The first episode of HBO’s Insecure introduces viewers to “Issa,” played by Issa Rae, on her 29th birthday. She’s in a job that seems just okay, and in a relationship that is at least a little unfulfilling. Her live-in boyfriend, Lawrence (Jay Ellis), is unemployed currently, but working on the next best app of the future. (A moment of silence for anyone who can relate on either side of that equation.) She is not an alpha female like Olivia Pope, or a ticking time bomb like Mary Jane. She is something Black women rarely get to be on television: endearing, flawed, and overly self-aware. She’s comfortable with parts of who she is, and not necessarily uncomfortable with examining the parts of her life that could otherwise make her inadequate. Instead, she wears some of her insecurity on her sleeve.
From the onset, Insecure is not just another show about a woman living in a big city trying to find who she is and what she wants as she traverses the world of romantic and platonic relationships, while also trying not to fail at being a working professional. Insecure is nuanced, complex and unapologetically Black — not only that, it speaks to the experience of what it means to be a Black Millennial today.
But what does being a Black Millennial entail? Well, like many a Millennial experience, it is ultimately about trying to find and put together the different pieces of one’s life without the entire thing falling apart spectacularly — as sometimes happens in real life, and in Insecure. Being a Black Millennial is about how to do all of that that and retain a Black consciousness and identity whether one finds themselves in Black spaces, white spaces, or “mixed company.” In other words, figuring out how to be Black without being only Black, and trying to communicate this nuance in everything from your hair, to the music you like, to how to talk to your coworkers when they ask you questions like, “What’s ‘on fleek’?” Yes, that happened in the show and is a pitch perfect example of how easily microaggressions occur in white spaces with well-meaning white people.
As the season goes on, Insecure subtly and continually depicts Black Millennial struggles in the workplace. Issa is well-aware that as a Black woman in a mostly white workplace, she is not given the same space to mess up as her co-workers are. This is even more pronounced in the case of Molly, who works at a law firm and is expected to be the “guide” to a younger Black associate who, in stereotypical fashion, wears her Blackness a little bit too loudly and proudly in the workplace. I don’t think I can throw a rock at a Black Millennial in a white-dominated professional setting who has not had at least one of those experiences.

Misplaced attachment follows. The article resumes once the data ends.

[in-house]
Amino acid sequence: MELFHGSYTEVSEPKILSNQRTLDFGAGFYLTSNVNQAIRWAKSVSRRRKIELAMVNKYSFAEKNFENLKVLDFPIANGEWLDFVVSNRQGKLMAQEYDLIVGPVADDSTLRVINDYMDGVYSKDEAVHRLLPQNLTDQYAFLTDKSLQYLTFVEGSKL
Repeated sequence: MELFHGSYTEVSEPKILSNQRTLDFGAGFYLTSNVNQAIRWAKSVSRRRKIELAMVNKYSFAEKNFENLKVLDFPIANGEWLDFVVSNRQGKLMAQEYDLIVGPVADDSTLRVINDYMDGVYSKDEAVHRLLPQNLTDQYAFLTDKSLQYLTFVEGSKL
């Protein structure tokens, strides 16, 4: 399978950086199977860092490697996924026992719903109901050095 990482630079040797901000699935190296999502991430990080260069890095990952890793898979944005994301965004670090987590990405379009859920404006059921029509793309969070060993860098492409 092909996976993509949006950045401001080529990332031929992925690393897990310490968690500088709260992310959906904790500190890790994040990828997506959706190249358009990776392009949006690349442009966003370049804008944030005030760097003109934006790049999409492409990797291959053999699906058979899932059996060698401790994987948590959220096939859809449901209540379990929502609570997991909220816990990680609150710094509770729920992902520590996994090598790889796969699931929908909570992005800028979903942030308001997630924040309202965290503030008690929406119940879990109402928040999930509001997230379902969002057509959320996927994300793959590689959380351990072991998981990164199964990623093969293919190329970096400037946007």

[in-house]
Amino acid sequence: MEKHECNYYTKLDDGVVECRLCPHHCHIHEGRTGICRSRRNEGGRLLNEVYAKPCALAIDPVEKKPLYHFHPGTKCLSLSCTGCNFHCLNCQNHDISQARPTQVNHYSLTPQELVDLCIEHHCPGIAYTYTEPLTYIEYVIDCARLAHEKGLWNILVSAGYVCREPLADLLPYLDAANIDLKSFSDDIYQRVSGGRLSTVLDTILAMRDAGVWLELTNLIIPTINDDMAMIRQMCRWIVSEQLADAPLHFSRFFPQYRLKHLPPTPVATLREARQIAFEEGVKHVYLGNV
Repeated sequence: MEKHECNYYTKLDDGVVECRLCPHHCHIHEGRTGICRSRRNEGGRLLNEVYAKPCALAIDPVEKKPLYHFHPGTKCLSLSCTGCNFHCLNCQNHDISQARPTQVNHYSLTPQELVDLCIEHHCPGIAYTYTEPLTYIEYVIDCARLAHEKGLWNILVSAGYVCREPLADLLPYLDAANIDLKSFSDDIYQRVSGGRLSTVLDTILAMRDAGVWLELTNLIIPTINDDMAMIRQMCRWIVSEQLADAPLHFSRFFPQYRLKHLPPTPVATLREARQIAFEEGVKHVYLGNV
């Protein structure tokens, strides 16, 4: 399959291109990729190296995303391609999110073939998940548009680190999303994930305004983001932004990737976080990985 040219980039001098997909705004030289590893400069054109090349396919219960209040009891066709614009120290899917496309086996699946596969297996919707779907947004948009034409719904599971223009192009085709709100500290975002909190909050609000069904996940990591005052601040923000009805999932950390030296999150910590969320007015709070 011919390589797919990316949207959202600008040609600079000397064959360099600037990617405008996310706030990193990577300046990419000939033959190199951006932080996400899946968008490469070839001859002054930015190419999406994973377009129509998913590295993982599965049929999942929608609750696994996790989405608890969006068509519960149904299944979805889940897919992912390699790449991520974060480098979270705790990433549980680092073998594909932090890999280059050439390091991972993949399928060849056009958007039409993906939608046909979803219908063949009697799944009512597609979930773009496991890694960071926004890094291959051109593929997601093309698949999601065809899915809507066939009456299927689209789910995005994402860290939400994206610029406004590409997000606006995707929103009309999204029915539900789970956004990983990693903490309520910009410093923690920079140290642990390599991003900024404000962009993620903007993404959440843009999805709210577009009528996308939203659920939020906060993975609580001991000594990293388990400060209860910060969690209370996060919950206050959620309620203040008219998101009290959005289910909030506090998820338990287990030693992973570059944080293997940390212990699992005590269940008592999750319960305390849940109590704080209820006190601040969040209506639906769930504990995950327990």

Where Insecure radically shines as a television show is the way it depicts the friendship between Issa and Molly. This is nothing new — sitcoms such as Girlfriends or Living Single have explored the importance of Black, female friendships for their respective generations — but the honesty of how both Molly and Issa discuss men, relationships, sex, and sexuality is refreshing. It is also refreshing that neither of them is a stereotype.
While Issa is the one in the long-term relationship that she’s uncertain of, she’s not a Black woman “supporting her man” through it all. She loves him, yes, but she loves herself too, and enough to be selfish. While initially we, the viewers, think of Lawrence and his lack of “getting his shit together” as the reason for why their relationship is unfulfilling, it is clear too that Issa does not give 100% to the relationship, and ends up causing more harm to it than he does.
Molly, on the other hand, could fall easily into the archetype of the career-driven strong, Black woman professional who can’t “keep a man,” but is shown to have more depth. She does indeed possess a strength that keeps her looking for love, but also a softness that allows her to be hurt as she continually fails to find it in the way she imagines. She, too, is insecure.
But perhaps the best part about Insecure in its portrayal of Black millennials is the realness of it all. The realness of shopping at Rite-Aid. The realness of the hyperawareness of trying to not be that Black coupe fighting at Rite-Aid. The realness of you and your friends having different lives that are depicted by the jobs you have, and the apartments you can afford. The realness of struggling to date when you’re single, and struggling to be in a relationship with someone who is imperfect and flawed in different ways than you.
Black Millennials don’t often get to see themselves in storylines this nuanced, complex, and even mundane. In Insecure, the characters normalize being alive, being young, and not quite having it all figured out. In Insecure, we experience a show where both the humanity and imperfections of being a person, and being a young, Black person are given full attention, and without compromise.
Kovie Biakolo is a culture writer and editor, and a multiculturalism scholar. She is grateful to live in New York City during the time of Google Maps.